"Though denied by the Bush Administration, there has been much discussion in economic and academic circles about the creation of a North American currency much like the euro," the center, which has compiled an information sheet about the plans, said. "In October 2007 during an appearance on the Larry King Show on CNN, former Mexican President Vicente Fox answered in the affirmative when King asked him about the creation of a united currency."
Ninety-five percent said public hearings and debate should be held before the plans move further forward.
"To date, there has been no congressional legislation, no congressional hearings and no congressional oversight concerning the establishment or operation of the SPP," the center said. "No federal money has been officially allocated by Congress. No official authority has been provided for the creation of the SPP."
The opposition figure was even higher – 97 percent – when surveyors asked: "Should the Bush administration be allowed to move forward with its plans to create a "North American Community' without congressional approval?
A still-high 88 percent opposed the suggestion that the "United States should be 'harmonized' or merged into a union with Mexico or Canada," the survey said.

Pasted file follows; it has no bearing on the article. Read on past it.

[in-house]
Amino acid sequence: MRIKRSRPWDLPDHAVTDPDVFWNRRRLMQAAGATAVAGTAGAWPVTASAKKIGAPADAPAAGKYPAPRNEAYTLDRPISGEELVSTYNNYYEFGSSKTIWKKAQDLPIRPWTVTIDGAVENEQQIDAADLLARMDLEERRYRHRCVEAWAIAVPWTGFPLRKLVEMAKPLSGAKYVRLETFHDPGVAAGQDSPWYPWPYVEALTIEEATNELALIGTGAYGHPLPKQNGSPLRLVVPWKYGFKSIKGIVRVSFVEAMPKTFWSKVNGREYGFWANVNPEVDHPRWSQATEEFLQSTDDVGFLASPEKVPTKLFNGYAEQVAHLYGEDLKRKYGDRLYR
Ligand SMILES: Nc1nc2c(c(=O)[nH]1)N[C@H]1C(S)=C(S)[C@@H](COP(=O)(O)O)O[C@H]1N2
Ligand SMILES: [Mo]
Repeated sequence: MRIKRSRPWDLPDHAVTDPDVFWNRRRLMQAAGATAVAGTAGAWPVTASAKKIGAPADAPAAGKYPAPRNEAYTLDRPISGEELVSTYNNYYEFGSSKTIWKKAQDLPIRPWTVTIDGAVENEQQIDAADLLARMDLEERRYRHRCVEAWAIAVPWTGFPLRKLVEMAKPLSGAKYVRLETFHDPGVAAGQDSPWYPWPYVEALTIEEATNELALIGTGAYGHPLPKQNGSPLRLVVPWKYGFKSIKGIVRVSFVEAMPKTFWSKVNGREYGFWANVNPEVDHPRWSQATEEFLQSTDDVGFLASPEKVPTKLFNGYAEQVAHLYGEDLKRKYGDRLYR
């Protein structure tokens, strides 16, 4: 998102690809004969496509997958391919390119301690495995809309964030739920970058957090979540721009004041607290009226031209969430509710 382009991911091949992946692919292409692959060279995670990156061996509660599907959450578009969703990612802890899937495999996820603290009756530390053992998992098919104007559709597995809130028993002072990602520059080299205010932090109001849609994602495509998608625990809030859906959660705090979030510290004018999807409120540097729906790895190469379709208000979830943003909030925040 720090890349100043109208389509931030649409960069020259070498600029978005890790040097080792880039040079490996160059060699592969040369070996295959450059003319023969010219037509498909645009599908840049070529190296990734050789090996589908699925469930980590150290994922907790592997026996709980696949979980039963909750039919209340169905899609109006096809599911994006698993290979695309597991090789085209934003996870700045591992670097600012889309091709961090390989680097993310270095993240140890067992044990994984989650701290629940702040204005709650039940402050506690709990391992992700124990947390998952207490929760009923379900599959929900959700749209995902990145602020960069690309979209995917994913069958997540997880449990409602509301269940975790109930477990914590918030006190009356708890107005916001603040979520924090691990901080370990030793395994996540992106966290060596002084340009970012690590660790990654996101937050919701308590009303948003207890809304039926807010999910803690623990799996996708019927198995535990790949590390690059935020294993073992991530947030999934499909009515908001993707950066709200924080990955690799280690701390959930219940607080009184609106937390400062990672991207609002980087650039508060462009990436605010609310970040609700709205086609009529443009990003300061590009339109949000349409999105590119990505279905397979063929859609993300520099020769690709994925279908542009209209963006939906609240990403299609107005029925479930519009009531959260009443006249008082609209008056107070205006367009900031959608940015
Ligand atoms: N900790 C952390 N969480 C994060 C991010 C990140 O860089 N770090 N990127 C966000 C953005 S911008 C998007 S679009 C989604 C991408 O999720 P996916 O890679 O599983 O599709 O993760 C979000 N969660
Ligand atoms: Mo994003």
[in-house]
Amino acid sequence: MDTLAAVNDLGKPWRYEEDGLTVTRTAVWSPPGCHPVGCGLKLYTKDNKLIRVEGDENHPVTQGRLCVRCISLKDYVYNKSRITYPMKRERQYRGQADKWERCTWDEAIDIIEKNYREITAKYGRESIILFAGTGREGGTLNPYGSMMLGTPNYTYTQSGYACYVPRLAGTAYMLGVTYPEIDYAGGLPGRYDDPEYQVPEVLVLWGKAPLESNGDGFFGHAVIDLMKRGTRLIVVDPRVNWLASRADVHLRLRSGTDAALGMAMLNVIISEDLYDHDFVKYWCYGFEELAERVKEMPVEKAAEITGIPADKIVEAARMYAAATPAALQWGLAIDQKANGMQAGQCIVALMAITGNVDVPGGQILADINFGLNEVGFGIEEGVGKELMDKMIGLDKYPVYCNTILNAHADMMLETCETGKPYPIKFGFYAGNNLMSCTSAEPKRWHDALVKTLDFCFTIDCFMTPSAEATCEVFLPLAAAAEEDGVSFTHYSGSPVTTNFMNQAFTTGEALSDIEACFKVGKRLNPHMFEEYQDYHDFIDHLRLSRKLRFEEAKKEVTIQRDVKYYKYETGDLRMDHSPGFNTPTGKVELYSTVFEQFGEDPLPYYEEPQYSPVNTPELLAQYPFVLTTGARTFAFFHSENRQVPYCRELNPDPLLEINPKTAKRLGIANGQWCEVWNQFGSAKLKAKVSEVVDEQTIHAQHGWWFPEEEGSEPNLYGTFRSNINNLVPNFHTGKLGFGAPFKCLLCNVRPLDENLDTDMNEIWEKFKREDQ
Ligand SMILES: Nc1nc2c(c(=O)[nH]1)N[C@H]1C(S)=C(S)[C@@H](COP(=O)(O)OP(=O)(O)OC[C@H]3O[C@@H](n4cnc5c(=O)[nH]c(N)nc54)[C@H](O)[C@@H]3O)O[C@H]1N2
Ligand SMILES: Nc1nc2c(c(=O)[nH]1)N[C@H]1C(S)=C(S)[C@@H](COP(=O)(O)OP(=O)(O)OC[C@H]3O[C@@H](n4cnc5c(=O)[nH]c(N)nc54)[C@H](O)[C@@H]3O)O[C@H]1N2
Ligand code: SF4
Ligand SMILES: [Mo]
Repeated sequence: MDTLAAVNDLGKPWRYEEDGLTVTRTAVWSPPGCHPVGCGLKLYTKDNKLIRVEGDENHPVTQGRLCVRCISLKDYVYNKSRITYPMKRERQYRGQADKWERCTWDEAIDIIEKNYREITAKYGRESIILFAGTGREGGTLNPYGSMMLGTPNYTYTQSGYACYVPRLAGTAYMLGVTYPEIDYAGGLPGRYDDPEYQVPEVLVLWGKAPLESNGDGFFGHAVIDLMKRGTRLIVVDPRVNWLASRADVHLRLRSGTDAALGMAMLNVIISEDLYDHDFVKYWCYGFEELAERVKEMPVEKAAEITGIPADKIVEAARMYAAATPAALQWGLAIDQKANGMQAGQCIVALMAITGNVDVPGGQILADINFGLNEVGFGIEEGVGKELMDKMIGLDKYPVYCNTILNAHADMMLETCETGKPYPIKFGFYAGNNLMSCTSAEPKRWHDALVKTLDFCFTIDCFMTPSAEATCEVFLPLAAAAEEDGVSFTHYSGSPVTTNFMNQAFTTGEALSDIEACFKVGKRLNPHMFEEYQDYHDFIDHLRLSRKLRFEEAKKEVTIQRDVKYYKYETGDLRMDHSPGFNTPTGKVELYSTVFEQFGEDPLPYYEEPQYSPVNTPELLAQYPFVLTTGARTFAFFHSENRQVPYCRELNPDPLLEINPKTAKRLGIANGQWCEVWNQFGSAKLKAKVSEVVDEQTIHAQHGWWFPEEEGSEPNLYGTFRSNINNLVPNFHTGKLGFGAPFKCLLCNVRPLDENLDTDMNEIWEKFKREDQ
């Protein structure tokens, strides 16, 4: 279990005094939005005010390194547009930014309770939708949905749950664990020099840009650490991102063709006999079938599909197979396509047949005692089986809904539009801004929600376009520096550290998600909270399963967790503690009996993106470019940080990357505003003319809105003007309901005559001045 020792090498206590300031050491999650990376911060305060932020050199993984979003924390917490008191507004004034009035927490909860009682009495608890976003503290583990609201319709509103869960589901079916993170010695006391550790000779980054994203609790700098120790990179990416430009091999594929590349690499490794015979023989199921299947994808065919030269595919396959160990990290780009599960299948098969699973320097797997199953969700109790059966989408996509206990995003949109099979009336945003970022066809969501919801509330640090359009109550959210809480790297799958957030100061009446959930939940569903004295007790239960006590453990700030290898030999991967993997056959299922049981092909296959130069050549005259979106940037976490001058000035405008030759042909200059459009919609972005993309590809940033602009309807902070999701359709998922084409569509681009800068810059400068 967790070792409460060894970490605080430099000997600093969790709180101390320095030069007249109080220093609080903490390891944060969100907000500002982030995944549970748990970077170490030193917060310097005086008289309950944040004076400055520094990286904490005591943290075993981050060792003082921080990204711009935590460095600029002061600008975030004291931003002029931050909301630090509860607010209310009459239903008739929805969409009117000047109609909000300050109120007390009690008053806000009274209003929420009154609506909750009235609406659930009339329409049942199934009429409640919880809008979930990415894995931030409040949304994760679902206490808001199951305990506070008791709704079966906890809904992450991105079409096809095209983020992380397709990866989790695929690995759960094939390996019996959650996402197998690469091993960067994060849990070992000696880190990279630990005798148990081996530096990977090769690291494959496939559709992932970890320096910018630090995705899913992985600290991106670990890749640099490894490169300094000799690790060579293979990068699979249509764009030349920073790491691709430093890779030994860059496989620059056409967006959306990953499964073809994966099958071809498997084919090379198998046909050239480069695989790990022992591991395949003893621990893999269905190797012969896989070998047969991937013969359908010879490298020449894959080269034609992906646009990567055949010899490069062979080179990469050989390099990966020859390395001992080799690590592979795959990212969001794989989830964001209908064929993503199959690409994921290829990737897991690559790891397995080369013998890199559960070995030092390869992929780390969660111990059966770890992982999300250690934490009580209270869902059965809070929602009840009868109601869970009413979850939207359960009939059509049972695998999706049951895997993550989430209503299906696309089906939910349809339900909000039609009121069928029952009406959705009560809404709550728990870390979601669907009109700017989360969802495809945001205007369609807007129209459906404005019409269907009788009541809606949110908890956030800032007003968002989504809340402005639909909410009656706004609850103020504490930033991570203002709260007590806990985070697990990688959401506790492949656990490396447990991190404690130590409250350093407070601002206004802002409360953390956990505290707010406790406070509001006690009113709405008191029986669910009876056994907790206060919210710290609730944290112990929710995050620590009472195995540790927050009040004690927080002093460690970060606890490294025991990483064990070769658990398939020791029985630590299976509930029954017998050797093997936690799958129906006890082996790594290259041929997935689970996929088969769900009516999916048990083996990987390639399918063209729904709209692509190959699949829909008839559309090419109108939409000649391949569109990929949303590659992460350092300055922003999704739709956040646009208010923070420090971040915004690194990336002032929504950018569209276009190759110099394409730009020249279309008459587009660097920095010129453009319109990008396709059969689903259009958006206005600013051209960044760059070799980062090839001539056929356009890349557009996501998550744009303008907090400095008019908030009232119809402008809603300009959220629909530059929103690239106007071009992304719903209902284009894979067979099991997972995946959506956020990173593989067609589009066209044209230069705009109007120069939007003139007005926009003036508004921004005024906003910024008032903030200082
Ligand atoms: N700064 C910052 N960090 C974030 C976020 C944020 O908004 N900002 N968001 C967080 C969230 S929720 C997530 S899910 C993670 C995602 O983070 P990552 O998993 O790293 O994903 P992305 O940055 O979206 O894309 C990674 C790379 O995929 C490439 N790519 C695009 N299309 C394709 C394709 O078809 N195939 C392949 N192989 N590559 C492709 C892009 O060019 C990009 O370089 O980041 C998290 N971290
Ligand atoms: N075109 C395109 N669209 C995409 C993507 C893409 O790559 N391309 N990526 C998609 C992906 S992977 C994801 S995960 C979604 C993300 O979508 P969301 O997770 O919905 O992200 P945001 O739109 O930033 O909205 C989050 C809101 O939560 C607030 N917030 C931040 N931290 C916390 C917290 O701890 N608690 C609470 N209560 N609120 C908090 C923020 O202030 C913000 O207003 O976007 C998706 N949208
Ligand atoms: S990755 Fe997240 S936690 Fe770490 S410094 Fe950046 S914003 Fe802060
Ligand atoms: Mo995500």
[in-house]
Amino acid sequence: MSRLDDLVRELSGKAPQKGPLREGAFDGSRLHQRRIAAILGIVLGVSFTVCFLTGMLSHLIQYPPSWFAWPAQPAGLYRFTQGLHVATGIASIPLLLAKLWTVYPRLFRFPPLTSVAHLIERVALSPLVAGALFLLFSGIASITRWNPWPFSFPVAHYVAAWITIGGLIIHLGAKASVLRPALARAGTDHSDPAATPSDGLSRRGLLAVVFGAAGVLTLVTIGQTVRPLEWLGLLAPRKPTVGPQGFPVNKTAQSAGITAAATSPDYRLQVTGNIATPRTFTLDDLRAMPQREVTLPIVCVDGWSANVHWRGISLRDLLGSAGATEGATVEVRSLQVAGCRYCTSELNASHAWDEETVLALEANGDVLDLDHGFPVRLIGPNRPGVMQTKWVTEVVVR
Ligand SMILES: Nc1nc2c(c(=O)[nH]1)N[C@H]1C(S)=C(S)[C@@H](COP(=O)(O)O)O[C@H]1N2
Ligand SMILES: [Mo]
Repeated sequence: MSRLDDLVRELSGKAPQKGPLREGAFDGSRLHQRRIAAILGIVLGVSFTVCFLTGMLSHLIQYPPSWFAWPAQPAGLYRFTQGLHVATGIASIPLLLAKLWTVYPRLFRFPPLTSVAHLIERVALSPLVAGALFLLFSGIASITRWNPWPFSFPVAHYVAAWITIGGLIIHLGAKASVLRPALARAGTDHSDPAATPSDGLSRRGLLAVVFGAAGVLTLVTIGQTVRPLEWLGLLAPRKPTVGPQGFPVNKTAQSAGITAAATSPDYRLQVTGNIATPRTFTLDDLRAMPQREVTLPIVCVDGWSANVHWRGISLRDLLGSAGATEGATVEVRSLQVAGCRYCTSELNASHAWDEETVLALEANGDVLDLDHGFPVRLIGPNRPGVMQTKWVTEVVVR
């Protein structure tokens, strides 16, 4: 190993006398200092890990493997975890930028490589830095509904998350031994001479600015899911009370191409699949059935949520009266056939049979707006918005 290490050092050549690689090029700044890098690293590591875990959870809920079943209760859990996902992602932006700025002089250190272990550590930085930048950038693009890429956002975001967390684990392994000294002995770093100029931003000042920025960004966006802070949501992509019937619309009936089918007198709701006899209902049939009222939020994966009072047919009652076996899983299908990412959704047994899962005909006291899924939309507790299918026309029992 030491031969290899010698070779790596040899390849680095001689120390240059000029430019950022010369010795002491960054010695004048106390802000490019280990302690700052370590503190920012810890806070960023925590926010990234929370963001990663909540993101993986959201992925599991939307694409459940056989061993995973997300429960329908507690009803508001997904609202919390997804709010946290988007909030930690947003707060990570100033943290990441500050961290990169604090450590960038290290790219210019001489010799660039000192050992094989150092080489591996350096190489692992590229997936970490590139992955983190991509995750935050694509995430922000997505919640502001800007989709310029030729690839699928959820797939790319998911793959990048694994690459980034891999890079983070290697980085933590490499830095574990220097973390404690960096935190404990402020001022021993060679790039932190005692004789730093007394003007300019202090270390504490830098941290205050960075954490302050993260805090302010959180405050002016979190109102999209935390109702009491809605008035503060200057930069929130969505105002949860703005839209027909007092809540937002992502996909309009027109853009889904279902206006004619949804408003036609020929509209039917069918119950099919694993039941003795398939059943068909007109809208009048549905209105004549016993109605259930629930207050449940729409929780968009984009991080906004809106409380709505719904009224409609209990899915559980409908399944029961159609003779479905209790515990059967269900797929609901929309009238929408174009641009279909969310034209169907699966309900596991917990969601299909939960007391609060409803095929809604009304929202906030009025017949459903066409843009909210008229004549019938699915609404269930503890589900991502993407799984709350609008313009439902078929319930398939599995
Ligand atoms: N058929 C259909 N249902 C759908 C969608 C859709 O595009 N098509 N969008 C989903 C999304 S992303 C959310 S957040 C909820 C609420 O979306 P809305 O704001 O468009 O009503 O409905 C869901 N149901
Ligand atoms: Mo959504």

"Finally, responders were asked to provide their own comments and thoughts on the SPP. The word most often used was 'treason.' Another said, 'I want no part of the social health care of Canada and I do not want to incorporate Mexico's turmoil and poverty into our United States," the center said.
"Yet," said Tom DeWeese, president of the APC, "as the Texas Department of Transportation signs an agreement with the Spanish company Cintra containing no-compete clauses and guaranteed returns; as the Kansas City council loans $2.5 million to build the inland truck port called KC Smart Port; as the 20 SPP working groups continue to write policy; as the Mexican trucks roll over our borders; as high level meetings go on – the Bush administration dares to deny that ANYTHING is happening. Why? The responses to APC's survey show why. When Americans understand the truth, they say NO in resounding numbers."
The government's original statement announcing the "partnership" said it would "increase the security, prosperity, and quality of life of our citizens. This work will be based on the principle that our security and prosperity are mutually dependent and complementary, and will reflect our shared belief in freedom, economic opportunity, and strong democratic values and institutions."
But the SPP organization itself has taken the unusual step for a government agency of posting on its website a multi-page "debunking" of "myths."
For example, the document says the SPP is not even an agreement, but is a "dialogue," and it "does not attempt to modify our sovereignty or currency."
Further, it says the SPP updates and consults with members of Congress, although there is no mention of a congressional authorization or oversight.
It does affirm that the SPP is a White House-driven initiative but denies having a "secret plan" to build a NAFTA superhighway. Critics say it's just called the Trans-Texas Corridor.